Mr. Mcgill said women’s political participation is a fundamental prerequisite for gender equality and genuine democracy on grounds that it facilitates women’s direct engagement in pubic decision-making and a means of ensuring better accountability.

McGill told the women audience that their participation results represent tangible gains for democracy, including grater responsiveness to citizen needs, increased cooperation across parties and ethnic lines as well as sustainable future.

“As women, you need to double up your efforts to support your colleagues, women are kindhearted, and they make things happen. They, too, need to be given a voice and the power to serve at the Liberian’s Legislature” he added. According to him, the paradigm of Liberia’s development will be changed for the better when women are given the opportunity to serve in key positions in the governance system of the country. Lena T. Cummings, WONGOSOL Advisor, said that women need to be supported at all levels in national and local election.

Ms. Cummings said that, as survivors of conflict and violence, women have the experience to end persistent disputes as guardians of their social community and with that, the chance must be given to them, to have them elected to power in the elections scheduled for December 8.

She said that women participation in politics and governance also promotes agricultural productivity, enterprise development and, above all, it enhances business management. “Women also play key roles in creating peaceful and stable societies which bring economic growth and development. We want to encourage you to support women whether [you are a] man or [a] woman, you need to support women in this election if the country should move forward,” Ms. Cummings added.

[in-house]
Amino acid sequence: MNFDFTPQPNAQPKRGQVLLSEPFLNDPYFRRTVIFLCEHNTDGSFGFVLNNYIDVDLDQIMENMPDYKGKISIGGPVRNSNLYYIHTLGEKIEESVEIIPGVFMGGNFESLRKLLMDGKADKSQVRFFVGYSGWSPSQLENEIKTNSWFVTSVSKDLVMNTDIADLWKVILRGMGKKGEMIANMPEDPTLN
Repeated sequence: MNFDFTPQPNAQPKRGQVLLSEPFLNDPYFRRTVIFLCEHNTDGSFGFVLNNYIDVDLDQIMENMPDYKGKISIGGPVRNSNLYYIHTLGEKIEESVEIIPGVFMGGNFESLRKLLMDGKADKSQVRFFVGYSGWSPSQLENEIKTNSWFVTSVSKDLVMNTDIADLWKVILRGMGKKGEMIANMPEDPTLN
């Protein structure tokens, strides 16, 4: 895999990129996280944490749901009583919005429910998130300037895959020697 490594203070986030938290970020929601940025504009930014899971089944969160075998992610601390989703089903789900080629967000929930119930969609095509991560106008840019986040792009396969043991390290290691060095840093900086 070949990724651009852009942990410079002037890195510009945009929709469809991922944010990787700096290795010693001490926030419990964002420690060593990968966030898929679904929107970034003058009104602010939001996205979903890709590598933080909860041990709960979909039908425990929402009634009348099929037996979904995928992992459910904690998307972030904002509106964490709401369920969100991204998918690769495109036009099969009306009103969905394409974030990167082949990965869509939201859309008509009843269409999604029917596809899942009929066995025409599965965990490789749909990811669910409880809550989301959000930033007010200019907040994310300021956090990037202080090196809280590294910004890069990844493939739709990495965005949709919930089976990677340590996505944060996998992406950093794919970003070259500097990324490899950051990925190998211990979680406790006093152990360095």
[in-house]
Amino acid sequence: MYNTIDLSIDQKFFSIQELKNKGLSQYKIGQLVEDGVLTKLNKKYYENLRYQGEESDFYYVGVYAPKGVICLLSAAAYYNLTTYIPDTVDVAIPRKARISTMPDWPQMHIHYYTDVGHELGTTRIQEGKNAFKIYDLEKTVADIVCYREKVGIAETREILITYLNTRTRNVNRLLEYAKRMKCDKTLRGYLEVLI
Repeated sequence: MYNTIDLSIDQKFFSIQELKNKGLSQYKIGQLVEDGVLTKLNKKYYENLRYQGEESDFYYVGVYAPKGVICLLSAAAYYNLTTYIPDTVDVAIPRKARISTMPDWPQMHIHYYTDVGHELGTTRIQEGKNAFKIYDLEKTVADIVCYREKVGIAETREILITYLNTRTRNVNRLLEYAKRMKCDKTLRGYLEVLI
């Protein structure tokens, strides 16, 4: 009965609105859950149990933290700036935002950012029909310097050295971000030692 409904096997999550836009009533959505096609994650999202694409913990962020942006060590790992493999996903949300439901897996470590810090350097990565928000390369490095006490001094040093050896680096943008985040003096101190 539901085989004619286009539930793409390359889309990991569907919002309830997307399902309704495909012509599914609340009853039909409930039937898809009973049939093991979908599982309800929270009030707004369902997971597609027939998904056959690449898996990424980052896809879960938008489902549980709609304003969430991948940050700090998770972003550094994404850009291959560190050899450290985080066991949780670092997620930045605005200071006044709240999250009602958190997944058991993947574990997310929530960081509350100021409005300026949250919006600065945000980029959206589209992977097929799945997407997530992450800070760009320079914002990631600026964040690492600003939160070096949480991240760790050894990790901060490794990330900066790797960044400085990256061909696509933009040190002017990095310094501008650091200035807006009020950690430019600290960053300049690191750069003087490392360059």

After the discussion, the participants, especially rural women, pledged their commitment to WONGOSOL to do everything in their power to support female candidates in the December 8 elections.

Amanda S. Kollie, Rural Women representative, told journalists that she will encourage her colleagues to campaign for the elections of women to parliament in this December elections, and not just in Bong county, but across Liberia. “We, the women, we have the power to do whatever, so why can’t we support our fellow women to power? We need to stop singing songs behind male contestants and help push our fellow women to power” she said.

Amanda S. Kollie, Rural Women Representative. Photo credit: Joseph Titus Yekeryan

She pointed out that statistically, when at least 30% of the legislative positions in a country are occupied by women, the corruption is reduced, stating that the majority of women do not have time for corruption, nepotism or cronyism. In Bong County (where the discus was held, there are eight Candidates contesting the election with only one female contestant.

Women gained voting rights in Liberia following a constitutional referendum on May 7, 1946. The change in the constitution was approved in the Legislature in December 1945 and would grant women the right to vote. It was approved by voters and came into force on 10 December 1946.